Associations and association managers routinely receive what are referred to as lender questionnaires on a regular basis.
A lender questionnaire is usually a request from a bank, lending institution or title company that requests the Association provide information about the community to the lender. Such requested information generally includes request for information concerning the community make up, collection procedures, community delinquency information, recreation areas, etc. More recently, requests from Fannie Mae and Freddie Mac have requested the Association provide information regarding the structural integrity of the building, reserve analysis reports, pending code violations, etc.
Associations are not required by law to provide a prospective purchaser or lienholder with information about the association other than information or documents required by the statute that governs such association. This generally means the Association is only required by law to provide estoppel information as required by the pertinent statute and a few other pertinent documents such as the Frequently Asked Question and Answer Sheet.
There are slight differences in the statutes for Condominiums, Cooperatives, and Homeowners Associations regarding the documents which must be provided and liability for misinformation. In the Condominium statute, for example, there is specific language which must be used to attempt to protect the Association from potential liability.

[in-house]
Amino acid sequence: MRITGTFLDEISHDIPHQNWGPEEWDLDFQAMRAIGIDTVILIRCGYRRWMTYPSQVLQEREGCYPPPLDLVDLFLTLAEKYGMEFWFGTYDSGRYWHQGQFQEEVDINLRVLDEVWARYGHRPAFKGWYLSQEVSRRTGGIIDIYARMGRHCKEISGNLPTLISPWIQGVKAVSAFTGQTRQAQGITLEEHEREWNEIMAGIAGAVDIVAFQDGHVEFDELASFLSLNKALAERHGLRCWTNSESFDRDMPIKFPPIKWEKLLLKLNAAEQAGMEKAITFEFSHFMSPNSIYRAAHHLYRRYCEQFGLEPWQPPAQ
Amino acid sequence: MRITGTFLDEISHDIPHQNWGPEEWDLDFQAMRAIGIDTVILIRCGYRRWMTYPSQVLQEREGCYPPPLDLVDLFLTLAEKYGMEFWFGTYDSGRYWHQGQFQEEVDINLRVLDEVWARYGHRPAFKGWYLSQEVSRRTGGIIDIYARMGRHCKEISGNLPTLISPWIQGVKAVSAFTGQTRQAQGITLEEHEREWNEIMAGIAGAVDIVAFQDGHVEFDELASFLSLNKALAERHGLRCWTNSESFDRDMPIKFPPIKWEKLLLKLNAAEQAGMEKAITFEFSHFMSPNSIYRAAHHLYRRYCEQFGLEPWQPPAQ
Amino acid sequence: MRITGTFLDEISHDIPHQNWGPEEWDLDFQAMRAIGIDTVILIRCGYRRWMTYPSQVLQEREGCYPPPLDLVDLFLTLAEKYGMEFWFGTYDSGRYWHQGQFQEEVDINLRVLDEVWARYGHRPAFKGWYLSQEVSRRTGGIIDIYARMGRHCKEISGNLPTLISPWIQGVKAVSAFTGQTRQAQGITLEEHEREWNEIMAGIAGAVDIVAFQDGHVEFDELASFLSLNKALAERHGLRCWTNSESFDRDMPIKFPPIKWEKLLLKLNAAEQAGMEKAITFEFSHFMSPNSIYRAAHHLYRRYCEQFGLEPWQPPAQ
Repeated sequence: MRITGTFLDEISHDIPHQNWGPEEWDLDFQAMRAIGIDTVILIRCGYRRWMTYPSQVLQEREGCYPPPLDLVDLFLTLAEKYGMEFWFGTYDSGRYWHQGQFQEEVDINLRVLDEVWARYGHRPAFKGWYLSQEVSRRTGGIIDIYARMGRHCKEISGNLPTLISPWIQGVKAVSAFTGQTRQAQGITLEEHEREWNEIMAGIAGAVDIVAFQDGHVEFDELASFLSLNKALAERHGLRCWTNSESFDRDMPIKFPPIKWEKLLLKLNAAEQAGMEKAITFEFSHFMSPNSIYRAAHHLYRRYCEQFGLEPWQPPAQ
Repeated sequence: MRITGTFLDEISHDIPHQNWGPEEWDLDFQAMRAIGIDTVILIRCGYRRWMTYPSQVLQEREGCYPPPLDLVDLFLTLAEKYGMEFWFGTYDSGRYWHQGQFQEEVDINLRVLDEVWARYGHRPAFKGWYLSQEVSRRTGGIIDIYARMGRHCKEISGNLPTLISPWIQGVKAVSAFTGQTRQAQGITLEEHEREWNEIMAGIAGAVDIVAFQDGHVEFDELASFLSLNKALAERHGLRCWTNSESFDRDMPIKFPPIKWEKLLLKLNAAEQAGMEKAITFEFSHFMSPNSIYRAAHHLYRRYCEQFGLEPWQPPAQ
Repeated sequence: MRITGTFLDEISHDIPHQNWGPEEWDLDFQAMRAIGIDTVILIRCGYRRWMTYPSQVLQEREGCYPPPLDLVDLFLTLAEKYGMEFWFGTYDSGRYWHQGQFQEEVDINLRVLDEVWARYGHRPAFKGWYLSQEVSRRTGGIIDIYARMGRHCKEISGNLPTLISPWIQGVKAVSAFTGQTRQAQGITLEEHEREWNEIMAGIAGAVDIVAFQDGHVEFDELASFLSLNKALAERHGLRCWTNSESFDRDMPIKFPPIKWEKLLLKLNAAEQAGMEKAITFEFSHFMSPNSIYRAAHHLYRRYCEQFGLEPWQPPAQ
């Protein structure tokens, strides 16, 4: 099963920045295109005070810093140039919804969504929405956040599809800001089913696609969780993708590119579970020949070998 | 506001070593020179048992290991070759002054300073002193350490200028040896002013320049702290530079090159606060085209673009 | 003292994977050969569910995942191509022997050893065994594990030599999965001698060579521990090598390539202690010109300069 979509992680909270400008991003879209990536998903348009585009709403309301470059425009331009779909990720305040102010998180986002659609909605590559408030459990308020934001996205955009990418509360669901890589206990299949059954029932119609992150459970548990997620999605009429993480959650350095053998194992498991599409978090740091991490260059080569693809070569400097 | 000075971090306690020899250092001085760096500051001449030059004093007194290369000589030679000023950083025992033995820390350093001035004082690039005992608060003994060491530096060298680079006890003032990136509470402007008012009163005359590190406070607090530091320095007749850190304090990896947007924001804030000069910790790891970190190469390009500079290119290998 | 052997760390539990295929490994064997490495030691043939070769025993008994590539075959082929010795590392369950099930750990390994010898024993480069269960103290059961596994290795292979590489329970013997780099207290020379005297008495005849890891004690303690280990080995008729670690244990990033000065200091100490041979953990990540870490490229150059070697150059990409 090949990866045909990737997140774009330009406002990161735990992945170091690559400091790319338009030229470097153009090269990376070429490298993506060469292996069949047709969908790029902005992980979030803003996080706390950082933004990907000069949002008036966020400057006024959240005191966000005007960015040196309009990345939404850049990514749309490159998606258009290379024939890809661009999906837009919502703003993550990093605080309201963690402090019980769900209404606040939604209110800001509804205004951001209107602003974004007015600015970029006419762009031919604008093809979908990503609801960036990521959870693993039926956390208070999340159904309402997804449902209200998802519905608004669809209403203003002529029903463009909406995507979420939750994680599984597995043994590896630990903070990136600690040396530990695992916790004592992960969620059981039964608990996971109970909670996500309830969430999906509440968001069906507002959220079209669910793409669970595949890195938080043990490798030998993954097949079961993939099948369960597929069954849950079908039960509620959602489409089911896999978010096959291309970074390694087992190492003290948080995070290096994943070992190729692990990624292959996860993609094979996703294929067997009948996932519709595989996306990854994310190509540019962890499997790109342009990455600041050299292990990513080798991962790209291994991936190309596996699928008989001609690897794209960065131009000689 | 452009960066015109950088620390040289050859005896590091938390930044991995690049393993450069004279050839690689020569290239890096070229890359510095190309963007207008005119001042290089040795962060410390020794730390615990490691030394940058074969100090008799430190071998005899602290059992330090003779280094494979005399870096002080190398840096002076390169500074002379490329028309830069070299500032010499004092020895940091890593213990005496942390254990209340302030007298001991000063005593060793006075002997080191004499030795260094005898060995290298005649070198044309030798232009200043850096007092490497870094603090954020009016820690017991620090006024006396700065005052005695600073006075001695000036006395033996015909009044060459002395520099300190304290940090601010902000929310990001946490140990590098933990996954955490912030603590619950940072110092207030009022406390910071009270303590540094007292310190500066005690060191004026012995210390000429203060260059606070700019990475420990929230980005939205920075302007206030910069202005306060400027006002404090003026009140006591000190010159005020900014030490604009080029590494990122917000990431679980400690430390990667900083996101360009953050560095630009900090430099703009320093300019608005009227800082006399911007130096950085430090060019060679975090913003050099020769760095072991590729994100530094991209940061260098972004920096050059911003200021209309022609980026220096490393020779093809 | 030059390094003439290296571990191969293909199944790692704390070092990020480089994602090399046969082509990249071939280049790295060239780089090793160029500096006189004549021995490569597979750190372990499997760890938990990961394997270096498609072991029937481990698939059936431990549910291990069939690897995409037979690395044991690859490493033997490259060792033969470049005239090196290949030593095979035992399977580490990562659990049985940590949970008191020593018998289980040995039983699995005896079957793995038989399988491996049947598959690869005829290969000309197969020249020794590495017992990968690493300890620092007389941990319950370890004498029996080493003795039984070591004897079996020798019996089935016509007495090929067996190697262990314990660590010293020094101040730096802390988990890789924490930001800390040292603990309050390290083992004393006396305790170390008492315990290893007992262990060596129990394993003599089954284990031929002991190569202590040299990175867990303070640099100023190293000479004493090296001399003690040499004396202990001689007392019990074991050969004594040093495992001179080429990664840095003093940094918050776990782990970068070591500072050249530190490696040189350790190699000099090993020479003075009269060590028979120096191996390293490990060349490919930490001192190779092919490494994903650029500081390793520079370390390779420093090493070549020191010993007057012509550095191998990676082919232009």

In recent versions of these questionnaires, Fannie Mae and Fannie Mac have added questions requesting the Association to provide information regarding the structural integrity of the building, reserve analysis reports, pending code violations, etc.
Generally, board members, managers and even the association attorney are not in a position to provide answers to these questions, and the Association is not required to provide answers to such questions. It has been my experience that most loans will close even if the specific questions are not responded to.
If the association does respond to these structural questions, it should be the association engineer that provides such responses. Some of the questions cannot be answered – questions that ask if there will be any violations in the future, for example.
If your association decides to respond to the lender questionnaire, before it just routinely responds to these lender questionnaires, take a close look at the questions; and engage the association’s attorney and engineer to answer the appropriate questions within their fields of expertise.